Right now Amazon’s got something weird happening with their inventory where they’ve drastically cut back on how merch vendors (like me) are indexed. What that means is that while I have nearly 100 designs with them, only about two dozen are visible at the moment. And even with that, some of them are out of stock. I hope they get it together soon because they also have a “delist shirts that haven’t sold in XX days” policy that hasn’t changed, which makes no sense to me — if people can’t see my designs then, of course, they can’t buy them!
Got Dagger? This idea actually came out of a Twitter conversation, from one of my followers. I asked permission to use it on a shirt, and people seemed to like it. Amazon looks like they’re having trouble sourcing the long sleeve shirts right now (most of them say currently unavailable) but hopefully that will be remedied after the holidays.
Mercutio Drew First! The Sequel This is the one that brought me to the dance, so to speak, but it’s not the original. People had told me that they didn’t like the Star Wars font of the original, which I wouldn’t have expected because isn’t it a Star Wars joke? But I aim to please, so I made a few versions with different fonts and they seem to have been popular enough to make the list.
Bard Core Who knew? I was walking through a department store one day and saw some kind of skater / surfer shirt that said “Hard Core” on it and thought, “Can I do something Shakespearey with that?” So I threw “Bard Core” onto a shirt. Sure enough, people liked it!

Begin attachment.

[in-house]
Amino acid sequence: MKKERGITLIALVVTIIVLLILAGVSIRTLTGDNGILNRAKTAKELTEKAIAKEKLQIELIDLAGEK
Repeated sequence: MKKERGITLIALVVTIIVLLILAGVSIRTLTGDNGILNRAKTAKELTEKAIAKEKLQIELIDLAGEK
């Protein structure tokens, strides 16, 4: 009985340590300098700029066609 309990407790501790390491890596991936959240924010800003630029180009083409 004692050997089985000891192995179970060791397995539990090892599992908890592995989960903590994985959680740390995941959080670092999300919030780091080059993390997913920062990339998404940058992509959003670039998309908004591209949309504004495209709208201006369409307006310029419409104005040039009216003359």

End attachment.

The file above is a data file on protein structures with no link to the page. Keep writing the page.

Elsinore Was An Inside Job I have to say, I think this is my favorite shirt even though nobody seems to get it. I wanted to do a play on the 9-11 conspiracy meme (jet fuel can’t melt unbated and envenomed steel?), and this is what I came up with. That’s actually the silhouette of the real Kronborg castle, but I don’t know how many people are going to recognize that. The smoke plume and the gun sight seem a little mixed message, I know. But I wanted to break it up with some color.
Warning! Quotes Shakespeare When Drunk This one was another Twitter group effort (from the same evening that gave us “Got Dagger?”) People seem to like the long sleeve version more than the short sleeve, so I hope Amazon gets its act together and restocks soon!
Swords Don’t Kill People (Unbated and Envenom’d Swords Kill People) I’m so happy this one found an audience. I just like everything about it – the image, the font, the way the top part catches your attention and the bottom delivers the punchline. I hope somewhere there’s a fencing team wearing it to competition.